Talking our way out of poverty

By Deborah O’Connor

Lets talk, shall we? Somehow, over many years of increasing poverty and misery for the disadvantaged, a large cadre of well meaning, middle class social agency workers have built up a philosophy that threatens to perpetuate the very problems they claim they are trying to solve. Encouraged, even enabled by government bureaucrats, these people have drowned out the cries of protest that seek immediate solutions, and reduced the real activists to a marginalized and demeaned fringe element.

Consider the recent federal budget, and comments from the local executive director of Habitat for Humanity made to Rick Norlock, our federal Member of Parliament at his annual budget breakfast.

Despite cutting off funding to build affordable housing back in the early 90s, with no plans to bring that back in spite of the current crisis in homelessness, this charity worker congratulated Mr. Norlock for throwing a few paltry crumbs in the direction of social housing. None of the money is to build housing; it’s all for programs instead. There is nothing positive in throwing crumbs when real action, and real housing, is what’s required. That is what this housing worker should be saying.

On the provincial front, John Clarke, of the Ontario Coalition Against Poverty, wrote a paper about this year’s budget that appeared in the online magazine the Bullet. He quoted two prominent organizations, the “25 in 5” Poverty Reduction Network and the Daily Bread Foodbank, who both praised government plans to reform Ontario’s welfare system. This in spite of the government’s intention to dismantle the province’s Disability program and attempt to force many of the disabled into work. It’s a plan that deserves to be condemned, not praised, and condemned as loudly as possible.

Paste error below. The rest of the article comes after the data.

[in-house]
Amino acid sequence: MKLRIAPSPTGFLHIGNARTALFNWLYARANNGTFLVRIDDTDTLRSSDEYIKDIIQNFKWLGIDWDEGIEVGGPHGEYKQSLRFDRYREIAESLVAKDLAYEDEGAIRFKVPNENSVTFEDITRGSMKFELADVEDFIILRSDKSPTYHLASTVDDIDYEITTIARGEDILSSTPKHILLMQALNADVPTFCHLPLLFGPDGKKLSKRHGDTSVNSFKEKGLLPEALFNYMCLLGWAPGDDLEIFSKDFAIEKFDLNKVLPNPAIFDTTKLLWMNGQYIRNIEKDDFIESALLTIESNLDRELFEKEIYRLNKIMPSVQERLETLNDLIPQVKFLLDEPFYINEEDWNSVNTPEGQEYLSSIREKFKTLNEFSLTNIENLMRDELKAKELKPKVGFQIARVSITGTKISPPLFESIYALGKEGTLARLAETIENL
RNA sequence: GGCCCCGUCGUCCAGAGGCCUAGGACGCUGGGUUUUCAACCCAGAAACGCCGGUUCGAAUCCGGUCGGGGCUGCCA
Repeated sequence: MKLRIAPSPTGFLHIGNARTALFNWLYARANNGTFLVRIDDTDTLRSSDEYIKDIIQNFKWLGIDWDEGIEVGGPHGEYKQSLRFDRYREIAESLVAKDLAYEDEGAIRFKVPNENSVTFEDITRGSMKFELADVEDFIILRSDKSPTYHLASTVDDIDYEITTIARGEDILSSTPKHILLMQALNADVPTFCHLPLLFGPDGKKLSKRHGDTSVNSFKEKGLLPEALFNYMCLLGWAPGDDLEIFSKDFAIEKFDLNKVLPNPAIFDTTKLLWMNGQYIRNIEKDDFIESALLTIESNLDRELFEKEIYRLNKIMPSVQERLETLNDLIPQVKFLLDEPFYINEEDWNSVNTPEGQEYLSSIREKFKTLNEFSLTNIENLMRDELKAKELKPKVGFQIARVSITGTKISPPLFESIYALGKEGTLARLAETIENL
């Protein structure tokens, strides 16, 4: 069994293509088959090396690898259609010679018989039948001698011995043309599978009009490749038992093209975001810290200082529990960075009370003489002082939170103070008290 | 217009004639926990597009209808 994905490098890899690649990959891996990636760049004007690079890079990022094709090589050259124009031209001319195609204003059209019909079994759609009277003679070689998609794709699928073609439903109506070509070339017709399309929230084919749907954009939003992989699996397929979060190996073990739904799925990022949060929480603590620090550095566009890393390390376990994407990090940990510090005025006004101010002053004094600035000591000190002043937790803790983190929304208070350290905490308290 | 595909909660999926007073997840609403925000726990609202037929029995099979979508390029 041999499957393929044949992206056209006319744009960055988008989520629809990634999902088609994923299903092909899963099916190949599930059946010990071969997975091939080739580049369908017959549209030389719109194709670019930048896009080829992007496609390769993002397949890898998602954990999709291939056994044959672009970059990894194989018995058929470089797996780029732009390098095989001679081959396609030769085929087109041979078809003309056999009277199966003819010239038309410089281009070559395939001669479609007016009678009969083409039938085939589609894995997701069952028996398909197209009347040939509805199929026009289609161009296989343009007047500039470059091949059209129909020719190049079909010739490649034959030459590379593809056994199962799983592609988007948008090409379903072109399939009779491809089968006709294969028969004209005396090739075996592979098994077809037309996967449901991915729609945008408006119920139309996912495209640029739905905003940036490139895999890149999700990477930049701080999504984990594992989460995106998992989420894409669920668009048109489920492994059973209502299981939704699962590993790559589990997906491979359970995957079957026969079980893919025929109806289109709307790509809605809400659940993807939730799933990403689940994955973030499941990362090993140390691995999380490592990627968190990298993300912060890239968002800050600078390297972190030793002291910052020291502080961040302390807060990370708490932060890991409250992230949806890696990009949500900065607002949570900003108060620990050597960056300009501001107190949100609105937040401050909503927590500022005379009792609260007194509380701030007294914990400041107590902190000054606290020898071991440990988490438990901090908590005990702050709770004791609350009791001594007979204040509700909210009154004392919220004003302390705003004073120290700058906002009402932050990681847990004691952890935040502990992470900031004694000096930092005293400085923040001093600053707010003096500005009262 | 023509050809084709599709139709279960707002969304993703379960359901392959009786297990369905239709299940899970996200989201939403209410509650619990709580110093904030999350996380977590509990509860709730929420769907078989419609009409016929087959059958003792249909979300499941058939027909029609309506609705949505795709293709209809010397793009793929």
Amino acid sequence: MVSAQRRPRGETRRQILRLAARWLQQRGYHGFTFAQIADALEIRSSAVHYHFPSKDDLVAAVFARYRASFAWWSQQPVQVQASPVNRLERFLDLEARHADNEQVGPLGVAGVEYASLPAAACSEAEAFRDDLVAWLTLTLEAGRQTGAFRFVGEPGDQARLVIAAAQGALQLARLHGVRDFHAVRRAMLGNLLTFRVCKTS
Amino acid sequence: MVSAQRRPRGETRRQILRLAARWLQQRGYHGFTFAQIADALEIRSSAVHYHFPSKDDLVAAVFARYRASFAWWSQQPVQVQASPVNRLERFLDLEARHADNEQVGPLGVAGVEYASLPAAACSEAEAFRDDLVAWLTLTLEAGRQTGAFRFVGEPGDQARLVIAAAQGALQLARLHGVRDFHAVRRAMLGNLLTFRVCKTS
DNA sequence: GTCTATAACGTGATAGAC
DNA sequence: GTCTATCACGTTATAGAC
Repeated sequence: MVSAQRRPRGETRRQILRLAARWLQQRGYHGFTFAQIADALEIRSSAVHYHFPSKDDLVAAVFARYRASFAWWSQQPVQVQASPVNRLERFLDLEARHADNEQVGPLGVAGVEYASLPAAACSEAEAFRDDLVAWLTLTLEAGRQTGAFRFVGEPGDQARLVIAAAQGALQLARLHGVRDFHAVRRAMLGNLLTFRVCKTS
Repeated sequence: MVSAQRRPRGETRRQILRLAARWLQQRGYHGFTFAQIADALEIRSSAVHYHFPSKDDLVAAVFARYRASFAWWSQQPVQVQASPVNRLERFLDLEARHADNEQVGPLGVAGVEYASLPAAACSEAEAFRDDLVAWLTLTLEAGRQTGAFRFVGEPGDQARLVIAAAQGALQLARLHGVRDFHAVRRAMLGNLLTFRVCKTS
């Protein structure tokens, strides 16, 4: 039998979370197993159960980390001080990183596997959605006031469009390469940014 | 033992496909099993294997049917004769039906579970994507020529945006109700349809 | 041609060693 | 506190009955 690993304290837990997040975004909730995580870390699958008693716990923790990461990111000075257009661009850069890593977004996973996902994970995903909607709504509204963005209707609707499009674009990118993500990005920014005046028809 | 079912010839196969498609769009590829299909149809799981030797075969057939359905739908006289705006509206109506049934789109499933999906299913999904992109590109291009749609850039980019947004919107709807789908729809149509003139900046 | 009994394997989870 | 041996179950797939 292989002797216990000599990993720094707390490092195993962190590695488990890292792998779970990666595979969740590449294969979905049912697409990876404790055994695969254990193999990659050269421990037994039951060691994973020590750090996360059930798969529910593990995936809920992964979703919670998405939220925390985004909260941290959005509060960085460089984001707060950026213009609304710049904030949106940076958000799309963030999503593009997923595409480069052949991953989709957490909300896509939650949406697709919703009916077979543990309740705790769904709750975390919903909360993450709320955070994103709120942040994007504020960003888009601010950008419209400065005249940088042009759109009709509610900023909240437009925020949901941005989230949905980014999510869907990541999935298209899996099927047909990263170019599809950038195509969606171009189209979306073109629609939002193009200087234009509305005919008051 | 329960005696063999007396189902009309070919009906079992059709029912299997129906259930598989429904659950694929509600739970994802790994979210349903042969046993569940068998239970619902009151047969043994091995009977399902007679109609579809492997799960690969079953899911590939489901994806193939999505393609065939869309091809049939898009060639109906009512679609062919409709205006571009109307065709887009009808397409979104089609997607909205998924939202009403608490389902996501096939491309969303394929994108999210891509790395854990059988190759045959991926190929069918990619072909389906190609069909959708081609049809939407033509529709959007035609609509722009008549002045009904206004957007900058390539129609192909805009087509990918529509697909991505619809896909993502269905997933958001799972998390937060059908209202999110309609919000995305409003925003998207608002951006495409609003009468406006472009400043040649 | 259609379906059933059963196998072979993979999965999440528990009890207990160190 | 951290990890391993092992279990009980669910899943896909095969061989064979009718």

Mr. Clarke takes direct aim at this newest trend in bureaucracy, called “constructive engagement”. It’s widely practiced by people in the middle class anti-poverty movement, in groups like “25 in 5” Poverty Reduction Network and the Daily Bread Food Bank. These cheerleaders for poverty reduction, as opposed to the genuine poverty eradication that real activists want, believe, naively, that by chipping away at government, by making nice with bureaucrats and politicians, they will somehow win the day for the poor at long last. But by praising small improvements and failing to condemn the overall miserly thrust of the proposed changes, they don’t do the poor any favours, not when their circumstances have fallen to the disastrous levels we see today.

You see, there’s talk, and then there’s action. By distracting all these nice people into talking to yet another committee, writing yet another brief, holding more discussion groups with more “stake-holders”, inaction is guaranteed. The real activists give up and go home in despair, while the chattering classes happily play the game, oblivious that they do more harm than good.

It seems that to be a real advocate for the poor, you have to live it first. You have to go hungry so your kids can eat, cry at night because your kids can’t go on the school trip, and endure rude treatment at the hands of agency staff, to really understand the day to day effects of grinding poverty. These are the advocates government should be listening to, the real experts. Too bad they’ve all been shoved to the margins while the professionals have sucked up all the airtime, and wasted it on platitudes instead.


To read John Clarke’s article, follow the link below:


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